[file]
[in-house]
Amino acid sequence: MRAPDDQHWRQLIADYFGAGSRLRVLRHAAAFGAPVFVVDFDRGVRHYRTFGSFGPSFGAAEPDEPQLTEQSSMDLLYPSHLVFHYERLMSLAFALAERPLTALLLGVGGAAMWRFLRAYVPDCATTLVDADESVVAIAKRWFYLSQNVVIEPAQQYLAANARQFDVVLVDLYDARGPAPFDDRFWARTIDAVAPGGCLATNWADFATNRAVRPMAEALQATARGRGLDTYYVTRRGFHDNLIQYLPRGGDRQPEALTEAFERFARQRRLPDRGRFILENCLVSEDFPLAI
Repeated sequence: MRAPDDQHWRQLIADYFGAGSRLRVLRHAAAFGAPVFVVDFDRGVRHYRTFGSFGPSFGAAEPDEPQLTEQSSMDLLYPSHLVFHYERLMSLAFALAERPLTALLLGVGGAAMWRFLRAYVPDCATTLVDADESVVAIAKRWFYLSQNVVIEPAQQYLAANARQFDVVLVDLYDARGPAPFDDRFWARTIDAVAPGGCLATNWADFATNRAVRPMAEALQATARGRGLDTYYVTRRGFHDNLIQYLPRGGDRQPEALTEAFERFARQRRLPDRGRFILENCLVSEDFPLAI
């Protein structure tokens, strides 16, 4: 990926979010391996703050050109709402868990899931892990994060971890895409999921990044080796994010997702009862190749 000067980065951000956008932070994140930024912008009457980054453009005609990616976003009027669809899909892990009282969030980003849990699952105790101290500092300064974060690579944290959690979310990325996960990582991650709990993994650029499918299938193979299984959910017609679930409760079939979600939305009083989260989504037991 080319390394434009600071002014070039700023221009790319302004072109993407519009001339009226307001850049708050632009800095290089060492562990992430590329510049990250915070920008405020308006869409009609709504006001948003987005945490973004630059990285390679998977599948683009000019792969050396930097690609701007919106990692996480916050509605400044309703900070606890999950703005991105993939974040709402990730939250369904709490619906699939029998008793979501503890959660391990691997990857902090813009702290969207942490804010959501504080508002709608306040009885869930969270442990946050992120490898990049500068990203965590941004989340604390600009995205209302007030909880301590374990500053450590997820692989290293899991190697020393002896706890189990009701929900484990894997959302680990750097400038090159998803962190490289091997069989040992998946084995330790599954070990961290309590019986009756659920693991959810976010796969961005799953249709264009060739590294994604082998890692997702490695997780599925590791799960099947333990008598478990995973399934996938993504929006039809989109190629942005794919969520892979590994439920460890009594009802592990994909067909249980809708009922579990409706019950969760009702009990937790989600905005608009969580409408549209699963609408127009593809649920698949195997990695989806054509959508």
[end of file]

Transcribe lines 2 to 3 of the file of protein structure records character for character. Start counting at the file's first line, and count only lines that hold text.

Amino acid sequence: MRAPDDQHWRQLIADYFGAGSRLRVLRHAAAFGAPVFVVDFDRGVRHYRTFGSFGPSFGAAEPDEPQLTEQSSMDLLYPSHLVFHYERLMSLAFALAERPLTALLLGVGGAAMWRFLRAYVPDCATTLVDADESVVAIAKRWFYLSQNVVIEPAQQYLAANARQFDVVLVDLYDARGPAPFDDRFWARTIDAVAPGGCLATNWADFATNRAVRPMAEALQATARGRGLDTYYVTRRGFHDNLIQYLPRGGDRQPEALTEAFERFARQRRLPDRGRFILENCLVSEDFPLAI
Repeated sequence: MRAPDDQHWRQLIADYFGAGSRLRVLRHAAAFGAPVFVVDFDRGVRHYRTFGSFGPSFGAAEPDEPQLTEQSSMDLLYPSHLVFHYERLMSLAFALAERPLTALLLGVGGAAMWRFLRAYVPDCATTLVDADESVVAIAKRWFYLSQNVVIEPAQQYLAANARQFDVVLVDLYDARGPAPFDDRFWARTIDAVAPGGCLATNWADFATNRAVRPMAEALQATARGRGLDTYYVTRRGFHDNLIQYLPRGGDRQPEALTEAFERFARQRRLPDRGRFILENCLVSEDFPLAI